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Wednesday, April 1, 2009

THE GENERAL DIED AT DAWN (1936)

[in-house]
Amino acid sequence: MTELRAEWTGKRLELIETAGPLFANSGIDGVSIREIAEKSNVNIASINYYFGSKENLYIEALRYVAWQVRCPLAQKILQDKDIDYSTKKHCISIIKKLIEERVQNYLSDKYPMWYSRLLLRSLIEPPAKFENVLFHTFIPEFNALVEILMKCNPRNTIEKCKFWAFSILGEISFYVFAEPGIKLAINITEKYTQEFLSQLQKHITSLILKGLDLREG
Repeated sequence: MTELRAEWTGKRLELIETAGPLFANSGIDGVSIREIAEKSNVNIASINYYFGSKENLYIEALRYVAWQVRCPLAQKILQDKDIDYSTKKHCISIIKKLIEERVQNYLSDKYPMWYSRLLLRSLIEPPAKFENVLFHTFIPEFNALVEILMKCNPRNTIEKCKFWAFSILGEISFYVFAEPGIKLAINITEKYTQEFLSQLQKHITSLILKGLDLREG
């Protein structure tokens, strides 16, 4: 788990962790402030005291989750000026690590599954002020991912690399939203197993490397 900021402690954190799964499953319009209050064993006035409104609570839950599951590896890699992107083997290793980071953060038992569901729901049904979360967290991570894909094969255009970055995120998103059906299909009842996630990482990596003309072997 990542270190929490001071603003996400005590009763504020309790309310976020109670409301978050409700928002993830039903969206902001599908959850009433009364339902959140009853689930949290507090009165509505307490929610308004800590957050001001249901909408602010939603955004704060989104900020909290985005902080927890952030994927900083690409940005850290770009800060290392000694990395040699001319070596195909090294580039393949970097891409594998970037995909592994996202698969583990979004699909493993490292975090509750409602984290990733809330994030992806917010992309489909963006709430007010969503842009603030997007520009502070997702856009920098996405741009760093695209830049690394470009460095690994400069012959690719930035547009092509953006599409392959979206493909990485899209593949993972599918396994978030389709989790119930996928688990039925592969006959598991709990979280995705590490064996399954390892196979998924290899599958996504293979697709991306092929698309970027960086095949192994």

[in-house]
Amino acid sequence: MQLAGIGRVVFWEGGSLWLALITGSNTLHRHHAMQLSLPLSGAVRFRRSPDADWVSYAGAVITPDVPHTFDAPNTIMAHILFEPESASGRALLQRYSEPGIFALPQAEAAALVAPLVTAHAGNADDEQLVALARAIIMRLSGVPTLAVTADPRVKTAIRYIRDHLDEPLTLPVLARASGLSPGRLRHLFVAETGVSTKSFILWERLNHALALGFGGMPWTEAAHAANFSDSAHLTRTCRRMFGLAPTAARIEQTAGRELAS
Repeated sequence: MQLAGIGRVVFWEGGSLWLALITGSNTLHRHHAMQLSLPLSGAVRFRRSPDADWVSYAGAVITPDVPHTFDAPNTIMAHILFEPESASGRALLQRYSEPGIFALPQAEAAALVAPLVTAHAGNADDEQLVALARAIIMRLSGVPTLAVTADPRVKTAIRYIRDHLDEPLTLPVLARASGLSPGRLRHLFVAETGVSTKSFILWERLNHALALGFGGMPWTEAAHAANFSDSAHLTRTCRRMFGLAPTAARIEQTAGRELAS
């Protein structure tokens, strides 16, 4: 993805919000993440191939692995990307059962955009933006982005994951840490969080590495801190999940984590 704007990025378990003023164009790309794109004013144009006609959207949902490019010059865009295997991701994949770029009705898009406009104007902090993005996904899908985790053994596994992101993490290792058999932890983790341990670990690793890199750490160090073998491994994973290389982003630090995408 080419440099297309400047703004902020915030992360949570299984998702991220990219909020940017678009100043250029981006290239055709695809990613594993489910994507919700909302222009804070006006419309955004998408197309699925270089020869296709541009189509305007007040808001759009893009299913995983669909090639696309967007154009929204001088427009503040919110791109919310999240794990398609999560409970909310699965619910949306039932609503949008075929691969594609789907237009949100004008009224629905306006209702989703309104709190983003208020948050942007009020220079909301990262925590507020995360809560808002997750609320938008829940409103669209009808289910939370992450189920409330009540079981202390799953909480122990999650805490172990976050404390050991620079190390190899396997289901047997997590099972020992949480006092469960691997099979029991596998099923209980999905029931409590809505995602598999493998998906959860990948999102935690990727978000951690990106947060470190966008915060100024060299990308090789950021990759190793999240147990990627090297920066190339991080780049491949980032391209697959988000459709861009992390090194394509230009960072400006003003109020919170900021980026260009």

Gary Cooper and Madeleine Carroll are the apogee of sexy glamor in this rapturously silly & exciting picaresque adventure about Americans caught in the middle of escalating military conflict between Chinese Warlords. Everything clicks on this one: Lewis Milestone ‘s overly-studied direction, Clifford Odet ‘s purple prose, Hans Dreier ‘s elegant design (China never looked as stylish as it did on the Paramount lot), Victor Milner ‘s impossibly sleek lensing, even the typically awkward mix of real Asians & Caucasians made up as ‘Orientals’ seems to give us permission to accept some of the old narrative tropes we might find difficult to swallow in a production with less artifice and more verisimilitude. (Who wants verisimilitude when you can have Akim Tamiroff as General Yang?) And if it doesn’t transcend the limitations built into the genre the way, say, SHANGHAI EXPRESS/’32 does, it’s still knock out entertainment. (It’s also near the top of my list for all-time great movie titles.)

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